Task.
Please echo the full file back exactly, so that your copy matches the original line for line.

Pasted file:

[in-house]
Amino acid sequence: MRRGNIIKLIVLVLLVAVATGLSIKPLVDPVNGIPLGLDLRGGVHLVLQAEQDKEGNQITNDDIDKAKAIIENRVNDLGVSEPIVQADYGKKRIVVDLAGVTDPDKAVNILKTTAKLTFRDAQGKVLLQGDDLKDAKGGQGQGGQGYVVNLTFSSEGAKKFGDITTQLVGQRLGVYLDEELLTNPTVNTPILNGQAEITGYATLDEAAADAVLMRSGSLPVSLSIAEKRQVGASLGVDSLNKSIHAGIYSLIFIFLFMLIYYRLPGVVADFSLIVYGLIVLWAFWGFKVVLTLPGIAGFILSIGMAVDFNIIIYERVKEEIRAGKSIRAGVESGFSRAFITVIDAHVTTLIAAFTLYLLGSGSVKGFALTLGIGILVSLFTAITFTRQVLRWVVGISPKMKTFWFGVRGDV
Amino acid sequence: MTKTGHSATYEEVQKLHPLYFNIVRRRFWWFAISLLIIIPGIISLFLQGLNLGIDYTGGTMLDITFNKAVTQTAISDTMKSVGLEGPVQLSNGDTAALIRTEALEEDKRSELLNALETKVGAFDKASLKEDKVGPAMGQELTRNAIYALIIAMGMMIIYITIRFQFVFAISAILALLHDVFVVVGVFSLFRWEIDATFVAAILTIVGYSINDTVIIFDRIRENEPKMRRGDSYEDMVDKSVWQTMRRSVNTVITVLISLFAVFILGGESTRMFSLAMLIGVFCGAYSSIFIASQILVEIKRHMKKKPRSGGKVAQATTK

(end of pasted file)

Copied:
[in-house]
Amino acid sequence: MRRGNIIKLIVLVLLVAVATGLSIKPLVDPVNGIPLGLDLRGGVHLVLQAEQDKEGNQITNDDIDKAKAIIENRVNDLGVSEPIVQADYGKKRIVVDLAGVTDPDKAVNILKTTAKLTFRDAQGKVLLQGDDLKDAKGGQGQGGQGYVVNLTFSSEGAKKFGDITTQLVGQRLGVYLDEELLTNPTVNTPILNGQAEITGYATLDEAAADAVLMRSGSLPVSLSIAEKRQVGASLGVDSLNKSIHAGIYSLIFIFLFMLIYYRLPGVVADFSLIVYGLIVLWAFWGFKVVLTLPGIAGFILSIGMAVDFNIIIYERVKEEIRAGKSIRAGVESGFSRAFITVIDAHVTTLIAAFTLYLLGSGSVKGFALTLGIGILVSLFTAITFTRQVLRWVVGISPKMKTFWFGVRGDV
Amino acid sequence: MTKTGHSATYEEVQKLHPLYFNIVRRRFWWFAISLLIIIPGIISLFLQGLNLGIDYTGGTMLDITFNKAVTQTAISDTMKSVGLEGPVQLSNGDTAALIRTEALEEDKRSELLNALETKVGAFDKASLKEDKVGPAMGQELTRNAIYALIIAMGMMIIYITIRFQFVFAISAILALLHDVFVVVGVFSLFRWEIDATFVAAILTIVGYSINDTVIIFDRIRENEPKMRRGDSYEDMVDKSVWQTMRRSVNTVITVLISLFAVFILGGESTRMFSLAMLIGVFCGAYSSIFIASQILVEIKRHMKKKPRSGGKVAQATTK